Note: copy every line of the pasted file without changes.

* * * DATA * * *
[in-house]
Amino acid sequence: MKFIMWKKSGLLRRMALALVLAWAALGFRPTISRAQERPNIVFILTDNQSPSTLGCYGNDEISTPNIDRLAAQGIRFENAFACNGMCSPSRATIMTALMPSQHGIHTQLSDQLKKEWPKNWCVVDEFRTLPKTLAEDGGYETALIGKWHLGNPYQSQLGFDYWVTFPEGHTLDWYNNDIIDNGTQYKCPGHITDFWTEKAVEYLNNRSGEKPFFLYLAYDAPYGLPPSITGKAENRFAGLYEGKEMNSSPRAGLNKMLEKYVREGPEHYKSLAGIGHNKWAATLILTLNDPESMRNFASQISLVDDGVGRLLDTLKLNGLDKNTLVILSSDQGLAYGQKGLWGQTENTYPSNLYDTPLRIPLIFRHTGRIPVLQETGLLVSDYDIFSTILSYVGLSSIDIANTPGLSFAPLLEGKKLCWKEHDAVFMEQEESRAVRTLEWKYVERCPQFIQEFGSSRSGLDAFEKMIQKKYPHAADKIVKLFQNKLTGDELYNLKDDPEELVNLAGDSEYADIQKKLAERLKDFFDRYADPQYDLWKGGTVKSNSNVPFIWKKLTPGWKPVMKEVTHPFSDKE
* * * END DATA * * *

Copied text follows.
[in-house]
Amino acid sequence: MKFIMWKKSGLLRRMALALVLAWAALGFRPTISRAQERPNIVFILTDNQSPSTLGCYGNDEISTPNIDRLAAQGIRFENAFACNGMCSPSRATIMTALMPSQHGIHTQLSDQLKKEWPKNWCVVDEFRTLPKTLAEDGGYETALIGKWHLGNPYQSQLGFDYWVTFPEGHTLDWYNNDIIDNGTQYKCPGHITDFWTEKAVEYLNNRSGEKPFFLYLAYDAPYGLPPSITGKAENRFAGLYEGKEMNSSPRAGLNKMLEKYVREGPEHYKSLAGIGHNKWAATLILTLNDPESMRNFASQISLVDDGVGRLLDTLKLNGLDKNTLVILSSDQGLAYGQKGLWGQTENTYPSNLYDTPLRIPLIFRHTGRIPVLQETGLLVSDYDIFSTILSYVGLSSIDIANTPGLSFAPLLEGKKLCWKEHDAVFMEQEESRAVRTLEWKYVERCPQFIQEFGSSRSGLDAFEKMIQKKYPHAADKIVKLFQNKLTGDELYNLKDDPEELVNLAGDSEYADIQKKLAERLKDFFDRYADPQYDLWKGGTVKSNSNVPFIWKKLTPGWKPVMKEVTHPFSDKE